By Dirk Kotze (Moneywebtax/Mazars)
While there is much fanfare from the South African Revenue Service (Sars) about how easy it is for South Africans to be good taxpayers - thanks to e-filing - it's interesting to note how much being good at paying your tax in 2012 will cost you compared to, say, ten years ago.
In an annual salary survey published early in 2012 it was found that the average income of a South African is R260 820 per annum. Assuming a 6% annual increase in line with inflation, it would mean that, on average, South Africans earned R154 379 per annum in 2003. That is a cumulative increase of 68.95% over the period.
Assuming that these average incomes are also the taxable incomes, the average South African's tax bill for 2012 would amount to R45 241 while for 2003 it would have been R37 222. The average tax rate for the average South African is therefore 17.34% in 2012 while in 2003 it was approximately 23.96%.
From these simple calculations it can be deduced that the average tax rate per person in South Africa has decreased by almost 27.5% since 2003, at the average income level.
With the marginal tax rate at the maximum income level also remaining at 40%, and the tax brackets steadily increasing each year, it would be easy to assume that South Africans are less burdened today than they were a decade ago. It's even much easier to file your tax return as well.
The tax tail should not wag the financial dog, however; other tax related costs should be considered when determining the average tax burden of South Africans in relation to the abovementioned incomes.
In 2003, the average taxes on unleaded petrol totalled R1 per litre, as per the Annual Report of the South African Institute of Professional Accountants (SAIPA). In 2012, this was budgeted at R2.61 per litre. Assuming that South Africans travel the same distances to and from work in 2012 as they did in 2003, that is an increase in fuel costs of 161% without even considering the oil price or US$ exchange rate. There is also the threat of increased toll road charges hanging over the heads of road users, especially in Gauteng.
Due to Eskom's woes, as well as the need to stimulate a green economy, National Treasury also introduced an electricity levy a couple of years ago and while it is currently at 3.5cents per kilowatt hour of electricity it is another tap that has been added to the system and that has opened slightly every year since then.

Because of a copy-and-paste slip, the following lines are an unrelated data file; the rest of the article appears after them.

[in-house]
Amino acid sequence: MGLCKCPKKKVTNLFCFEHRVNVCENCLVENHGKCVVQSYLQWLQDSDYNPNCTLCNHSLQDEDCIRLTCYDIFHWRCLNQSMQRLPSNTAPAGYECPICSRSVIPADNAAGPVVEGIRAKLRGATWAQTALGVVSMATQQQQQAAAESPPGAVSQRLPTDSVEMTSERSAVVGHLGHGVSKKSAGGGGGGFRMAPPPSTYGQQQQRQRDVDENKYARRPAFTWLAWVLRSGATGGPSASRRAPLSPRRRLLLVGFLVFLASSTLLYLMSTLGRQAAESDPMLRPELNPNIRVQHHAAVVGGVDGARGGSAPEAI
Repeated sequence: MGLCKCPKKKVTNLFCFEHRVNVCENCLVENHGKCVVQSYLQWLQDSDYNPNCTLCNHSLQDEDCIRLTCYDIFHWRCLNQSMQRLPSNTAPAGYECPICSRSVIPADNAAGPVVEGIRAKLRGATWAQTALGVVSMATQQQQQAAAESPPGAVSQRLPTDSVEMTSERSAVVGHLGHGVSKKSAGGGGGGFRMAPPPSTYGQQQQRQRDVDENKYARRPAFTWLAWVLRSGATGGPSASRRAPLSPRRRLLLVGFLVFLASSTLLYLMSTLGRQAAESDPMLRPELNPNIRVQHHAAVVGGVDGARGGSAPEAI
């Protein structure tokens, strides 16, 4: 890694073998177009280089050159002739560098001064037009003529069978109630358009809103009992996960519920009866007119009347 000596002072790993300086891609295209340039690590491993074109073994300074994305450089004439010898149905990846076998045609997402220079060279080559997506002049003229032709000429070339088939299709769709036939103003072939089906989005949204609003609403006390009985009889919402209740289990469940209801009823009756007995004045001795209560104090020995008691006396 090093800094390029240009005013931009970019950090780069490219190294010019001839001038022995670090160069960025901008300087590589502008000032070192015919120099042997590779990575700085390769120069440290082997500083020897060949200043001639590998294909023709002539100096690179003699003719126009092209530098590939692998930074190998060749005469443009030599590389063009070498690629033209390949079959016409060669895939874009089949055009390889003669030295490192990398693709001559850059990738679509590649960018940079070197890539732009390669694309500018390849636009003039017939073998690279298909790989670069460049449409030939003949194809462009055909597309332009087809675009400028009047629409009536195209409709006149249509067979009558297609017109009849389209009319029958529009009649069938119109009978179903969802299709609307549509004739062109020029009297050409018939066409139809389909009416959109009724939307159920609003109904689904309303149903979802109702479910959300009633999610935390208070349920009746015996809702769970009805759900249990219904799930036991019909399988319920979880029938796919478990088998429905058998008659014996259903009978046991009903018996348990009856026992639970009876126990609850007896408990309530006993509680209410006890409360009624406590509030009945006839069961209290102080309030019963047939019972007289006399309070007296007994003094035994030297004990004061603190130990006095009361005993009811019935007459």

Not only has this additional charge increased the electricity consumption costs charged to households byMunicipalities, the costs for other services such as rates and taxes, water, sewage and refuse collection have also increased, as has the method of calculation in some instances.
Further, while the VAT rate has remained unchanged at 14% it must be remembered that VAT is a factor of the price of goods. As these prices have increased over the past decade, the VAT amount has steadily increased as well.
Average citizens are increasingly contracting with private security firms due to a perceived lack of safety in South Africa. Similarly, large payments are made to private medical aid funds each year due to the perception that state health care facilities will not provide the necessary care in the case of an emergency or serious medical condition. Surely safety, security and a proper functioning health system should be a given when one's taxes are paid and these extra costs to cover for the underperformance of Government in these aspects can almost be regarded as an additional tax charge.
Add to these real and perceived taxes the large increases in food prices, education and clothing costs to mention but a few it is easy to understand that the average individual in South Africa today must feel like they are getting a lot less bang for their buck that they did some years ago.